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bok choy

Q:  I would like to grow bok choy.  Can I do it here? 

A:  Chinese cabbage has been grown in Asia since the 5th century, but was not grown in the United States until about a century ago. It is now grown for sale primarily in California, New Jersey, Hawaii, and Florida. We have a local producer here in Callahan so don’t be afraid to try some of the different varieties to determine which will work best for you.

Many home gardeners around the state include Chinese cabbage in their fall and winter gardens. B. campestris L. (Chinensis group) is sometimes called B. chinensis. The most commonly accepted designations are bok choy or pak choi. Many refer to it as Chinese mustard. Bok choy is a nonheading form of Chinese cabbage, with several thick white leafstalks (petioles) and smooth, glossy, dark green, round leaf blades forming a celery-like cluster. There are not as many bok choy varieties available as there are of the pe-tsai type.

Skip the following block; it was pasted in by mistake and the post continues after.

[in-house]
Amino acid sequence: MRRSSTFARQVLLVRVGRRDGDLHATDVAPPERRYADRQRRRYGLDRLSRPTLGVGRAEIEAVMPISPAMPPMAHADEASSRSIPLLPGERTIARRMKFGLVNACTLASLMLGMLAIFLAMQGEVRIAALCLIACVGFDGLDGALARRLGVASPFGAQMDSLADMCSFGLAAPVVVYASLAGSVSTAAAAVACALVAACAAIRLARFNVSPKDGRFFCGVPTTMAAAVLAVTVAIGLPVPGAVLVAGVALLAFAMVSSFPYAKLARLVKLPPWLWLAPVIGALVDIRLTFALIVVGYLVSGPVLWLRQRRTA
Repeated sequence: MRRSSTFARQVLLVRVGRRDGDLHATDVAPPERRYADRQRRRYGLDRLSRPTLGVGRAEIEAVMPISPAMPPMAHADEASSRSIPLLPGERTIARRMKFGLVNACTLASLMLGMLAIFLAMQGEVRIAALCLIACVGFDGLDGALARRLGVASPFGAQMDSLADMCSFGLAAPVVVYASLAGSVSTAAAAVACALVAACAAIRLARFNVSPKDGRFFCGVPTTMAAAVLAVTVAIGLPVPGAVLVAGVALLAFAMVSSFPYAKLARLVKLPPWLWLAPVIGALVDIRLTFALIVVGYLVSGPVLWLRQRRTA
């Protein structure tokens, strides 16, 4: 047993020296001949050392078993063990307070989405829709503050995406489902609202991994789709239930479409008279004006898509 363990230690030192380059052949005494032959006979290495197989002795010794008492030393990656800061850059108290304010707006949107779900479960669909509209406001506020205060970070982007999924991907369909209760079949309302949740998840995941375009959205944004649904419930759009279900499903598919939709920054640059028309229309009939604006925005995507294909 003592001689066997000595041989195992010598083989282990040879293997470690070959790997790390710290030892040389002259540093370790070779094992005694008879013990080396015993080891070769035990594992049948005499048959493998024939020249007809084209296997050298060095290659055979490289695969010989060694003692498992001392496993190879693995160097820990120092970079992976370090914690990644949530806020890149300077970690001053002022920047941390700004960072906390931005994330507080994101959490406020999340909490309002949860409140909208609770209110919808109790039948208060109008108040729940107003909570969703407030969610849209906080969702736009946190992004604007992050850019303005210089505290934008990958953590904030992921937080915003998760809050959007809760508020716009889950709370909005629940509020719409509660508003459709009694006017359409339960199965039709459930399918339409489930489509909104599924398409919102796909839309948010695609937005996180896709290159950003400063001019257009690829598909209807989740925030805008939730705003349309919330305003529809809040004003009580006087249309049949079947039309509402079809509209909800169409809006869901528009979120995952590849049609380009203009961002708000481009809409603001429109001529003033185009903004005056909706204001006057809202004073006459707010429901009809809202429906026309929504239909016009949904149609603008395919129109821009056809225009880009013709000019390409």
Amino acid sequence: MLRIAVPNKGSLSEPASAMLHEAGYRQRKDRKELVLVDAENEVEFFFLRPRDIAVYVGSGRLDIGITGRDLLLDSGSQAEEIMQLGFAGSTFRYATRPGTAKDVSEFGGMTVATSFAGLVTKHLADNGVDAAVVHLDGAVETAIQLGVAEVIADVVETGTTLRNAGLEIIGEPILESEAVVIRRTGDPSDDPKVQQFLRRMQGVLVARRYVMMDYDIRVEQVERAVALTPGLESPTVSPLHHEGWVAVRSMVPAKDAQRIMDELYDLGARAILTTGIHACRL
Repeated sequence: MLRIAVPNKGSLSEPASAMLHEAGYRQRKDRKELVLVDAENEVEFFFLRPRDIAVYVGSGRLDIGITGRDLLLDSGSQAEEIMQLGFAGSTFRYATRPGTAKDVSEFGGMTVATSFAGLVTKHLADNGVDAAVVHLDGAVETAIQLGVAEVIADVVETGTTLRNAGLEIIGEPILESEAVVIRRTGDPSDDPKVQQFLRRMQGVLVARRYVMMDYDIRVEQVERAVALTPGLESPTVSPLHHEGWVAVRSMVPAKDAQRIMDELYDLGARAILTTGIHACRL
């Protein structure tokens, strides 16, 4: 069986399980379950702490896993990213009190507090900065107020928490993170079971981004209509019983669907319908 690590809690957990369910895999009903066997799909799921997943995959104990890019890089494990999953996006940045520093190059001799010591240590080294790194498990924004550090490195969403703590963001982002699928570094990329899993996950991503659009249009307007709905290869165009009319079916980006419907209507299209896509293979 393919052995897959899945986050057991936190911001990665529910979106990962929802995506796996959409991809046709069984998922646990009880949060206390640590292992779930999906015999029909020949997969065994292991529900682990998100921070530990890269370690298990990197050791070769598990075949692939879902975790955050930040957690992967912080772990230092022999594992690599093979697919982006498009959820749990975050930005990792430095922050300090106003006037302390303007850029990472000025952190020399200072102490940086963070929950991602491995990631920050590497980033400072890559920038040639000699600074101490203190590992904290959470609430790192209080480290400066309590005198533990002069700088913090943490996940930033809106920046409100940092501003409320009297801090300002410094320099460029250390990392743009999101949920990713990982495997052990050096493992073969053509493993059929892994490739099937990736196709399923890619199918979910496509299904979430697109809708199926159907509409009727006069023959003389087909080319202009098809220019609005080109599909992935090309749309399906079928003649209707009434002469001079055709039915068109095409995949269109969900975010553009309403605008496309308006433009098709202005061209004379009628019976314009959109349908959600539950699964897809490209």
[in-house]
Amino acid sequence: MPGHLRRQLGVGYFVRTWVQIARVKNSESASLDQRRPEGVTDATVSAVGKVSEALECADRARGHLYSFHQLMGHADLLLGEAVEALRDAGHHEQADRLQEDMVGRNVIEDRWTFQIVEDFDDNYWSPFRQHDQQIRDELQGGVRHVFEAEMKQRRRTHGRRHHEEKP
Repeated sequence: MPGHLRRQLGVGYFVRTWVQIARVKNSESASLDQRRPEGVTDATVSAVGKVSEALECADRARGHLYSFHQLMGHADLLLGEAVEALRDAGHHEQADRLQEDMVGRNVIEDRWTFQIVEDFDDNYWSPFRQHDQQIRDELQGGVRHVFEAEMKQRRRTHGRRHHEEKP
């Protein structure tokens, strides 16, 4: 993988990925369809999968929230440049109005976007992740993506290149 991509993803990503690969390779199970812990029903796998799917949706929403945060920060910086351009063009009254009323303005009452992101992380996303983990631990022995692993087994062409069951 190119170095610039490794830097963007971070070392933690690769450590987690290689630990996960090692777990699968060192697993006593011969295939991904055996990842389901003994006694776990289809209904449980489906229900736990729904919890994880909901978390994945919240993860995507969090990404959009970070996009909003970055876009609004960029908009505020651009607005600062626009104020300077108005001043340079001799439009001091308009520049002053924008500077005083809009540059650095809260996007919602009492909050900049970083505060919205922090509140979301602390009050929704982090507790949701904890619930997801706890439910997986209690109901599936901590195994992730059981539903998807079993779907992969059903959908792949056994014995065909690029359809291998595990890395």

There is a closely related flowering type of bok choy called choi sum (B. chinensis var. parachinensis). “Sum” in Cantonese means flower stalk. ‘Chinese Tsai Shim’ is a dark green variety of the flowering type, and ‘Hon Tsai’ is a purple variety of the flowering type. Both varieties have small yellow flowers borne on top of erect flower stalks.

Bok choy should be grown in the fall or winter in Northeast Florida, in soil similar to other cabbage varieties.  The soil should be kept moist but not wet.  The major diseases are downy mildew, black speck, virus, and bacterial soft rot. Insect pests are cabbage worms and aphids. For more complete information on bok choy, read the University of Florida publication: